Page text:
Psychophysiological mechanisms of panic attacks have not yet been clarified. Two current points of view exist. One proposes that panic patients experience specific and significant physiological changes (i.e. increases in blood pressure, heart rate and respiratory rate). Another theory says that panic patients are highly sensitive to even small changes in their physiological parameters. However, there has been very little empirical research data confirming these theories.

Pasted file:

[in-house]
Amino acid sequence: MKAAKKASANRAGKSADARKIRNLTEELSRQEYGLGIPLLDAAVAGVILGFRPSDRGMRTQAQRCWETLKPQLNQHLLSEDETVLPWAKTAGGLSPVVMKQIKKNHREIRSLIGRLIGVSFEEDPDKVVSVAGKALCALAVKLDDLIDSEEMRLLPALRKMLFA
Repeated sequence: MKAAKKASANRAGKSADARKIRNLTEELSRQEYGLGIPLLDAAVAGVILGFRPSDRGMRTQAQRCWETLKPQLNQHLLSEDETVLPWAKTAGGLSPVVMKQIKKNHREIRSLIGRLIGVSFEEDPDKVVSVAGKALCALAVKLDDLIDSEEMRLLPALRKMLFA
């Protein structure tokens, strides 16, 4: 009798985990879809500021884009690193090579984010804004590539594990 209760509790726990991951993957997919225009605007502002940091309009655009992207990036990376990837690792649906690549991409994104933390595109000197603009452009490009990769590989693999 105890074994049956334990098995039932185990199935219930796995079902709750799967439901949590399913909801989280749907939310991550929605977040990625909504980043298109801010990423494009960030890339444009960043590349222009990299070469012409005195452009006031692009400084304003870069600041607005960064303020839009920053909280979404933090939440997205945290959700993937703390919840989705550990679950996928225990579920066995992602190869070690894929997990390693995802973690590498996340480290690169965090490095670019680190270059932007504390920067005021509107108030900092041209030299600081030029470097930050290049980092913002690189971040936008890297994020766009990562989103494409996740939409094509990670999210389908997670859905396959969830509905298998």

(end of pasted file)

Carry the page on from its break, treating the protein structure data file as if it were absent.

The aim of this study is to investigate panic patients' abilities to sense and to discriminate changes in their physiological parameters, specifically, their heart rate, respiratory rate and blood pressure. At the same time we will examine the magnitude and nature of physiological changes in these patients. This will be done by using the technique of computer-aided continuous monitoring of anxiety self- reports, which allows us to simultaneously record the patients' self- reports of anxiety along with their psychophysiological parameters (i.e. heart rate, blood pressure, GSR, electromyogram, and respiratory rate). Using this technique we will examine and compare correlations between the self-reports of anxiety and the physiological changes in panic patients and in normal subjects. This will be done under three conditions: at rest, during inhalation of carbon dioxide and after inhalation of carbon dioxide. We will also examine panic disorder patients' ability to estimate changes in their systolic blood pressure and heat rate, and then compare their data to those of the normal subjects. This will also be done during the rest period, during the provocation of panic attack by inhalation of carbon dioxide and during the period of recovery after the carbon dioxide inhalation. This study will increase our insight into psychophysiological mechanisms of this condition. It may also assist and will improve our understanding of this condition. It may also assist us in finding new ways of treating panic disorders.